When former ICC prosecutor Louis Moreno-Ocampo came to Kenya, he made two promises. He said that he would nail the perpetrators of the post-election violence in no time and he would use the ICC to make Kenya an example to the world. This, he said, was because he had water-tight evidence of six individuals who he would be charging for crimes against humanity.
In December 2015, ICC Prosecutor Fatou Bensouda withdrew the charges brought against Kenyan President Uhuru Kenyatta due to her own admission of lack of evidence. This was the fourth of the six individuals who charges were being dropped despite the continuous promise by the Ocampo and Bensouda that there was enough evidence to convict the alleged perpetrators.
After Bensouda withdrew Uhuru’s case, the Victim’s lawyer asked the court to force her to publish her Pre-Trial Brief on the premise that Kenyans wanted to know the evidence she had. Bensouda never opposed this application despite knowing that her allegations were no longer supported by any evidence as she had said.
On Monday, January 19, 2015, Bensouda went ahead to make these damning allegations public. But she also went ahead to give a disclaimer that some of this defamatory material was “no longer sustainable”. She added that this was because the allegations were supported “solely by witnesses upon who the Prosecution would not have relied at trial.” This means that she has released to the public unsubstantiated allegations against individuals who are not before the court and who have no Locus Standi to defend answer the allegations before the ICC.
In other words, Bensouda with the help of the Victims’ lawyer have turned the case over to the court of public opinion where these issues are deliberated through emotional and political reasoning. The material released by Bensouda after she had already withdrawn the charges against Uhuru does not only injure the image of the President but defames a large number of Kenyans named in the document. These individuals include key leaders and government officials currently serving the Kenyan nation.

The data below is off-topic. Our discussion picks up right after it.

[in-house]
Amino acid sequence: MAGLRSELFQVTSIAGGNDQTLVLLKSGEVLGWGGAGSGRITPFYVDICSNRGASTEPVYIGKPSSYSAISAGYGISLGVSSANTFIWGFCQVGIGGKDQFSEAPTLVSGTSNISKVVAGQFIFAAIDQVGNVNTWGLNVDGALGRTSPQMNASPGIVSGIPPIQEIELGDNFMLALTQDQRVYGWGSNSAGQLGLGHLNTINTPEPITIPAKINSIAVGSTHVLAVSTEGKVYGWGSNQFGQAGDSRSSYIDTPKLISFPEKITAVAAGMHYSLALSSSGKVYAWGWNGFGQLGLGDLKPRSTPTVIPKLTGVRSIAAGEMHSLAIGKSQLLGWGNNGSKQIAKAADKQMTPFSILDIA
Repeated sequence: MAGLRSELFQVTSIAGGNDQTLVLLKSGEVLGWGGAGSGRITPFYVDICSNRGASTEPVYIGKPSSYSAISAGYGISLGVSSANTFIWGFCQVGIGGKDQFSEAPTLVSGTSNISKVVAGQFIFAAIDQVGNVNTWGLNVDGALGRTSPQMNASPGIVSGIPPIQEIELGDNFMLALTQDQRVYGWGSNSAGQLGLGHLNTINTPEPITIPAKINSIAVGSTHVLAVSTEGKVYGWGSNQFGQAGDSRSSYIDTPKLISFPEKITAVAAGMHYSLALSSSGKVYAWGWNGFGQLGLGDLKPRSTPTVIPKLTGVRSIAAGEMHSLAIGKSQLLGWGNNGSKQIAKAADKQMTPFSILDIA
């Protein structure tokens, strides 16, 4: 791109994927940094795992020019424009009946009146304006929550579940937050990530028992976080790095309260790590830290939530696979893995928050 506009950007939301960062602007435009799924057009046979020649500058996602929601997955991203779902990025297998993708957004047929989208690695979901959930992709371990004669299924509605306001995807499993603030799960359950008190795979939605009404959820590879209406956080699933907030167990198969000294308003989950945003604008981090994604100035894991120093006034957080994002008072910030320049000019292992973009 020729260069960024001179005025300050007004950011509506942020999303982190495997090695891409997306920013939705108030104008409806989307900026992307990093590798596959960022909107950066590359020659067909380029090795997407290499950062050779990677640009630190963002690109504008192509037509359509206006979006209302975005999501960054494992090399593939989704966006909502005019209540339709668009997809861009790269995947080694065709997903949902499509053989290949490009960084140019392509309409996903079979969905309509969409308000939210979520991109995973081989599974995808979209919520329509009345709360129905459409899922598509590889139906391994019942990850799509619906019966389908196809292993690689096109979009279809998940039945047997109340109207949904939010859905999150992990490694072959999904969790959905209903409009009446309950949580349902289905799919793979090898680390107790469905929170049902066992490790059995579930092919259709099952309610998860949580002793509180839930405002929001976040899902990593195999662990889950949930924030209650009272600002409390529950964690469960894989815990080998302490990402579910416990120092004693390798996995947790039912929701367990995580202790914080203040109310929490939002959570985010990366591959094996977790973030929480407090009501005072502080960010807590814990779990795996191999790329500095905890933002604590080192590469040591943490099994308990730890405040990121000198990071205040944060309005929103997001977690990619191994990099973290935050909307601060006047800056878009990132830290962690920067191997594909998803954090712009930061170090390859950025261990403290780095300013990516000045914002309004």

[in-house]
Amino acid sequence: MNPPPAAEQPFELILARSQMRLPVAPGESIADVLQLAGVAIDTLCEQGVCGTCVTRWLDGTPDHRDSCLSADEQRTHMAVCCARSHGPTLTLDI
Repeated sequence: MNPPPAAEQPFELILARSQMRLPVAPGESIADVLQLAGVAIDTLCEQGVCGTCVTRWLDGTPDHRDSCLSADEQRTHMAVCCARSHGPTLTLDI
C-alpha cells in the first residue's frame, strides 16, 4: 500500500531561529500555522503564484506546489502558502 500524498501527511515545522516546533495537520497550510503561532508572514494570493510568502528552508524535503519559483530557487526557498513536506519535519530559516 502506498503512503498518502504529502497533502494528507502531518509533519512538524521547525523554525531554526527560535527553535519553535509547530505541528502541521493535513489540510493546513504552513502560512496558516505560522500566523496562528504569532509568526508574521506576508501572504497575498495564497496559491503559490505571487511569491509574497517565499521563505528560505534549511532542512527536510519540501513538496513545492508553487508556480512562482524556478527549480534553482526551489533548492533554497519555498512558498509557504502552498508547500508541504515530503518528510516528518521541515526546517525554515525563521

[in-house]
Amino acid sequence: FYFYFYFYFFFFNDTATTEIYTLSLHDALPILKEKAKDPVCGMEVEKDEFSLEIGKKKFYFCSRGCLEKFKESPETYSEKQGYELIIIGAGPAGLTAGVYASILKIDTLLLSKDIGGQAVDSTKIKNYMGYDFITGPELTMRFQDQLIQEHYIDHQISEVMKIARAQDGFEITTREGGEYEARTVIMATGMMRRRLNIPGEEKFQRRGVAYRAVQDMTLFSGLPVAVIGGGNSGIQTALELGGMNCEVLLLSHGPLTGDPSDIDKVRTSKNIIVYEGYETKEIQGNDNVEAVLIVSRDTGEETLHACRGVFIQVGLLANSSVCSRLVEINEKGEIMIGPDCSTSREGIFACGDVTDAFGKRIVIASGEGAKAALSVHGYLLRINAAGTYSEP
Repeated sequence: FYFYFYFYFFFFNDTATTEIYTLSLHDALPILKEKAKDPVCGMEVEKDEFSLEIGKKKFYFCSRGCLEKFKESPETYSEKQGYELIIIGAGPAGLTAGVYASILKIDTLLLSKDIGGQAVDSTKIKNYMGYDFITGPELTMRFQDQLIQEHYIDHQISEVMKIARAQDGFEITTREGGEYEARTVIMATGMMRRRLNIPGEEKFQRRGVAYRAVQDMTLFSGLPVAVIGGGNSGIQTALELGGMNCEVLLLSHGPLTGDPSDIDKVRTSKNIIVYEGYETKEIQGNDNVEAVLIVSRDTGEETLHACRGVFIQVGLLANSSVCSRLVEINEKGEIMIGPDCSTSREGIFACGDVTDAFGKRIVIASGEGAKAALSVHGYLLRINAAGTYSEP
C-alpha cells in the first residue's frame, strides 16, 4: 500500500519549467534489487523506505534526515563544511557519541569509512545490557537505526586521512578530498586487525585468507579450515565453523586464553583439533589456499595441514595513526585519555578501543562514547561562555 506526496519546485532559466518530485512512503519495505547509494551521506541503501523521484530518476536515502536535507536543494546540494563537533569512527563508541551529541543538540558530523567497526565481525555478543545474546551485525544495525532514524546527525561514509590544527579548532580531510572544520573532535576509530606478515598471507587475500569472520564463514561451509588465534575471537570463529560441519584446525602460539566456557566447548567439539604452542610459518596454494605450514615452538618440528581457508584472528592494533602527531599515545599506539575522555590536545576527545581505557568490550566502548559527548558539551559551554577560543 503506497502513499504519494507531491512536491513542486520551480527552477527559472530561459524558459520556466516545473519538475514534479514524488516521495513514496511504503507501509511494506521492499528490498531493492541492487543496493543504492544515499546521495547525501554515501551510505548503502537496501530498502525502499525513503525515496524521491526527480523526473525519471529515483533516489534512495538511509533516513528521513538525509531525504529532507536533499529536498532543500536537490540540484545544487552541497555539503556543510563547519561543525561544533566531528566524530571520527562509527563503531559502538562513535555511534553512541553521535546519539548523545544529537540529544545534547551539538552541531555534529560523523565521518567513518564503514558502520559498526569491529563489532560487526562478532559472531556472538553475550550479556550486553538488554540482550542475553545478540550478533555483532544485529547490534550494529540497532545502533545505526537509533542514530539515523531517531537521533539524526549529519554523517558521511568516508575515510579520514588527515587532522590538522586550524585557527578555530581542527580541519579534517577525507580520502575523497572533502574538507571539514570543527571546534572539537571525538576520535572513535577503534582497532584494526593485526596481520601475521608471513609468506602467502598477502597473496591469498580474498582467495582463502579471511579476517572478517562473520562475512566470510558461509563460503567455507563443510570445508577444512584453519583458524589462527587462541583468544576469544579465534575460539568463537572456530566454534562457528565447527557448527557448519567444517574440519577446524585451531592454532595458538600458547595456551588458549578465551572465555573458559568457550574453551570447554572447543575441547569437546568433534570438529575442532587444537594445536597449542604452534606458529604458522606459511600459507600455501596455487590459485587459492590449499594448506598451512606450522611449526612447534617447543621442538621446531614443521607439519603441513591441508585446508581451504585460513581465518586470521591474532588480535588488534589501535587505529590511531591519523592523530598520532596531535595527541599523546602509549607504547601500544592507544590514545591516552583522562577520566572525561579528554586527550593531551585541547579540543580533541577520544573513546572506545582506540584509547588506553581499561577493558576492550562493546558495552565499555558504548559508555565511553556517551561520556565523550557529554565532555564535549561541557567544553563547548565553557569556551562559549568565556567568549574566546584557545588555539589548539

This immoral decision to defame people with unsubstantiated claims by Bensouda and the ICC begs a lot of questions and must attract adequate consequences. Bensouda and the victims’ lawyer must be taken to task to justify the move to tarnish people’s names without substantiating those claims.
When you accuse someone of something, the burden is on you to prove those allegations. If you lack the evidence to do so, you must withdraw and/or apologise for erroneously or maliciously accusing someone. Bensouda even claims to have had evidence of people allegedly bribing and intimidating her witnesses but never brought this information to the judges.
The material released by Bensouda is not only damaging to those named but is also incitement on the victims of the post-election violence who may never get justice because of the malicious proceeding of the international court. It is a cover up of the failure of the prosecution to investigate the post-election violence and an insult to the international justice system.
Bensouda and her office failed in their job. She must therefore not be allowed to cover up her failures by making wild allegations that she is unwilling to substantiate. Kenyans, and especially the victims of the post-election violence, deserve respect from the ICC which should do the right thing and apologise for its prosecutor’s failures.